The Rude Mechanicals make a lot of bold choices in their adaptation of the classic Lysistrata. They have chosen to set Aristophanes’s sex-laden comedy in 1969, a time rife with anti-war sentiments, sexual exploration, and rebellion against authority. They have chosen to mostly maintain the antiquated syntax of the text, including lines said in unison, rhyming couplets, and dated jokes. And they have chosen to put three full-grown men in head-to-toe penis costumes.
From the beginning, this company had their work cut out for them. Challenge #1: the original story of Lysistrata is entirely uninteresting. A plucky young woman decides she and her friends are going to abstain from sex with their husbands in order to force them to stop the war. They don’t have sex, the men fall to pieces, and lo and behold, the war stops. And then the story ends. There is no clever twist, no climax, and certainly no character development.
Add to this one-note narrative Challenge #2: director Jaki Demarest’s overarching concept—the rebellious 1960s. In theory, this classic tale shares many common themes with the bubbling turmoil of 1960s America. Lysistrata (Lisa Hill-Corely) refuses to stay silent as her world is ravaged by violence and mismanagement, very much like the activists of the 60s. Unfortunately however, this relationship is often lost in the shuffle of plot development and penis jokes. If it weren’t for the peace necklace Lysistrata wears, the most interesting aspect of the whole production would be largely forgotten.
Compounding this haphazardly integrated thematic concept is Challenge #3: the rough production quality. Piped in karaoke tracks underscore the production and characters have trouble accurately timing their renditions of popular 60s songs. The costume design is inconsistent—beautifully executed garments like that worn by Mikki Barry (playing Rhodippe, a woman of Corinth) stand in contrast to some outfits that seem entirely out of place (see Lauren Beward’s faux-leather miniskirt).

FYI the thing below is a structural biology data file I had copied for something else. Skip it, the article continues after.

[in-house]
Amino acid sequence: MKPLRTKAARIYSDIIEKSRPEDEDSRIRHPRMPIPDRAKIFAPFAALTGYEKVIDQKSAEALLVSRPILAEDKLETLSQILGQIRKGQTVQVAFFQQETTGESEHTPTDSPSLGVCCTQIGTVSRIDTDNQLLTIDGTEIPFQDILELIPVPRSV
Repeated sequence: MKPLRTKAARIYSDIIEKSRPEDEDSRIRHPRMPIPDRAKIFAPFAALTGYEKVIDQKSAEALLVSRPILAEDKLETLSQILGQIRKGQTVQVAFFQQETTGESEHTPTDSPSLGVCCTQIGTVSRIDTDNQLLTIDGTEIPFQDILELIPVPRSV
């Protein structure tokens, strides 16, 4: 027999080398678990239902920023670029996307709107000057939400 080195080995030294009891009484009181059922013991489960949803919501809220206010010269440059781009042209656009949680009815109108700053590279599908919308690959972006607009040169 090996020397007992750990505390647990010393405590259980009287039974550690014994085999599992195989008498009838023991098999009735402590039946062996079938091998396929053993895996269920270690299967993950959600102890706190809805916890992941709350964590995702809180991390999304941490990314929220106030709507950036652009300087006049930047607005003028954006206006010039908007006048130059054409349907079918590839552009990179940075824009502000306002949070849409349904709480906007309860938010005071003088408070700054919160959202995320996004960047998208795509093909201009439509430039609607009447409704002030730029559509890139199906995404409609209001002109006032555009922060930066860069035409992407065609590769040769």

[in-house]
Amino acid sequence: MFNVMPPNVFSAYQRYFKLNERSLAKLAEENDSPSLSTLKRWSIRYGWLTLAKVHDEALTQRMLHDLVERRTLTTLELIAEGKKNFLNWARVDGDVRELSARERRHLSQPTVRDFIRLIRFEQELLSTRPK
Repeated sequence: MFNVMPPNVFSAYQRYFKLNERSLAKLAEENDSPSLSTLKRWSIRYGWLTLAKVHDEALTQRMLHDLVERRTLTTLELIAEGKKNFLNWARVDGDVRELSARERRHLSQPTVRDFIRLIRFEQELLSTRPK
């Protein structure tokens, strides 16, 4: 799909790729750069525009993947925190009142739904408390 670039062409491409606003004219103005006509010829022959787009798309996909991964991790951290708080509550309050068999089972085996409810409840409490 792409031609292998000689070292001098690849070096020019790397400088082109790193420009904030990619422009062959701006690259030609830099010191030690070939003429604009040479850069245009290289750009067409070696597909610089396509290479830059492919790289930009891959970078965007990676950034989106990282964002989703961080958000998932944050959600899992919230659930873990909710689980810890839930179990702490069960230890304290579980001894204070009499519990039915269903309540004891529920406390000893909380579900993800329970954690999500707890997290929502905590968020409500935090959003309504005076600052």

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Starting with such a disadvantage, Lysistrata 1969 struggles to provide a coherent social commentary, but does manage to maintain the piece’s central sense of fun. The oath that a solemn Lysistrata makes her reluctant women swear is littered with drug references (“May all my weed turn to oregano”) and explicitly alludes to various sexual positions. The aforementioned life-size penises are designed in such a way that the audience can see the faces of the actors inside. Steve Calamia stands out as the Honorary “Member” of the Spartan Ambassador. His ingenious strained facial expressions perfectly demonstrate the grimaces one would imagine genitalia in distress might make.
Hill-Corely excels at finding the humor in her role and shines in her small moments of wit. However, she cannot quite find the commanding charismatic energy of Lysistrata—someone who had enough charm to convince an entire gender to ignore their basic carnal urges. The cast is rounded out with a gaggle of sex-obsessed women and a few oaf-like men. Sidney Davis, as Micon, almost single-handedly doles out the comedy in group scenes with vastly expressive gestures and a compelling personality.
Overall, Lysistrata 1969 leaves much to be desired. The production strains against intrinsic challenges and there are many things to blame. Blame the Fringe-level production value. Blame the half-baked social message. But most of all, blame Aristophanes.